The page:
Tech startup companies often choose to compensate or incentive employees with some form of equity to conserve precious cash.
Archives for September 28, 2022
As Hurricane Ian Approaches, Employers Should Be Prepared for the Employment Law Challenges Storms Cause
Executive Summary: As Hurricane Ian bears down on Florida, the approaching storm serves as a reminder that employers should be prepared to address storm-related issues if they are required to close their businesses and as they prepare to resume normal operations. For example, employers need to determine whether closing the office means having to pay workers who stay home, being on the hook for unemployment compensation, and whether workers’ compensation applies to weather-related injuries.
International Paper Co. to Pay $65,000 to Settle EEOC Disability Discrimination Suit
Paper Company Applicant Denied Job Because of ADHD Medication, Federal Agency Charged
Chamber of Commerce sues Biden administration regulator over an attempt to fight discrimination at financial services companies
The US Chamber of Commerce and other trade groups filed a lawsuit against the Consumer Financial Protection Bureau over the agency’s recent attempt to examine discrimination in financial services, a move that the groups argue needs congressional approval.
AI Discrimination in Hiring, and What We Can Do About It
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How to Foster Workplace Well-Being: Where Do We Go From Here?
Post-traumatic growth, psychological safety, and the way forward.
The Hybrid Workplace: Is Management Putting Your Company At Risk?
It’s been more than two years since the Covid-19 pandemic thrust us unceremoniously into the world of remote work.
[New Jersey] Cannabis workplace guidance creates more confusion
The workplace guidelines released by the state agency overseeing cannabis has employers dazed and confused over what they can do to discipline a worker who might be high on the job.
Women are back in the workforce after leaving to caretake during the pandemic
Women left the workforce in large numbers early in the pandemic. Many of those women are now back on the job, easing concerns of lasting damage to their participation in the labor market.
Workers Expect Employers to Hire People with Prior Convictions
Job seekers with criminal records, particularly those who were once incarcerated, often have trouble securing employment.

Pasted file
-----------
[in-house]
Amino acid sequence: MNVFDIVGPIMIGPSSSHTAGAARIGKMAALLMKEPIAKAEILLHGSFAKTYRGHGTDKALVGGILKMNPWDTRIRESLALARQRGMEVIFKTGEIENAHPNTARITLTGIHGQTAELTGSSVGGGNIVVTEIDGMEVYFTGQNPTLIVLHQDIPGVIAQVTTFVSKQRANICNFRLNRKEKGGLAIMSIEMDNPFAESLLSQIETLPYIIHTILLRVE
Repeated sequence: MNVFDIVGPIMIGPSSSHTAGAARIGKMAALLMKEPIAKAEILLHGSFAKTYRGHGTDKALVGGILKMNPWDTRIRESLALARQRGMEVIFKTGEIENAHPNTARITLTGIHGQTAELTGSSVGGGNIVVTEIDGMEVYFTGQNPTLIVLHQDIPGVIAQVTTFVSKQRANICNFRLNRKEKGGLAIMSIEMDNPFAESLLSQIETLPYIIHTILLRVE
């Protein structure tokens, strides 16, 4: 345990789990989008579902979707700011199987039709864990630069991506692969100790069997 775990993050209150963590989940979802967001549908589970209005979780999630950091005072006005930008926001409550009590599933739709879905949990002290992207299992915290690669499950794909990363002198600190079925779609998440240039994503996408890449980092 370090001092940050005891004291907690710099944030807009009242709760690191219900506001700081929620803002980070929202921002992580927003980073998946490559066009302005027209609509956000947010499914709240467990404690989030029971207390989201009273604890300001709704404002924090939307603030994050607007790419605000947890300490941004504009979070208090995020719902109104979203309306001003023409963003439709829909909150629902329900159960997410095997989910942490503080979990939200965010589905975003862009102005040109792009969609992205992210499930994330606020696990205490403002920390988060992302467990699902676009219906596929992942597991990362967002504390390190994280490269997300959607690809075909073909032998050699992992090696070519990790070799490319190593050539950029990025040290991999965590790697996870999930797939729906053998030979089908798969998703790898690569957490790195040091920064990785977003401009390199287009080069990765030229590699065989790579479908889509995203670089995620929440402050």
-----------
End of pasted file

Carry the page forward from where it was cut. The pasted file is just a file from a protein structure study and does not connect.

Workers say they want even more well-being support now than during the pandemic. This is why
Well-being has become even more important to workers than it was during the pandemic, a new survey finds.
Hurricane Ian and Preparing for Landfall: Employer Best Practices in the Face of a Natural Disaster
Hurricane Ian is expected to make landfall somewhere between Tampa, Florida, and the Florida panhandle this week as a Category 4 hurricane according to the National Hurricane Center.
New York City’s Automated Employment Decision Tools Law: Proposed Rules Are Finally Here
On September 23, 2022, the New York City Department of Consumer and Worker Protection published proposed rules to implement the city’s automated employment decision tools (AEDT) law. The law, which will take effect on January 1, 2023, conditions the use of automated employment decision tools by employers and employment agencies
How is Remote Work Changing the World of Human Resources? With Wayne Turmel
Wayne Turmel and I met in the very early days of blogging, and while we don’t talk often, I feel like he’s one of my oldest virtual friends.
He’s an expert in remote work, and I was delighted to join him on his podcast:
Wayne speaks with
Littler’s Eric B. Mack Appointed Deputy General Counsel of the National Bar Association
PROVIDENCE, R.I. (September 27, 2022) – Eric B. Mack, a shareholder in the Providence office of Littler, the world’s largest employment and labor law practice representing management, has been named Deputy General Counsel, Labor and Employment, for the National Bar Association (NBA). Mack was appointed by the NBA’s General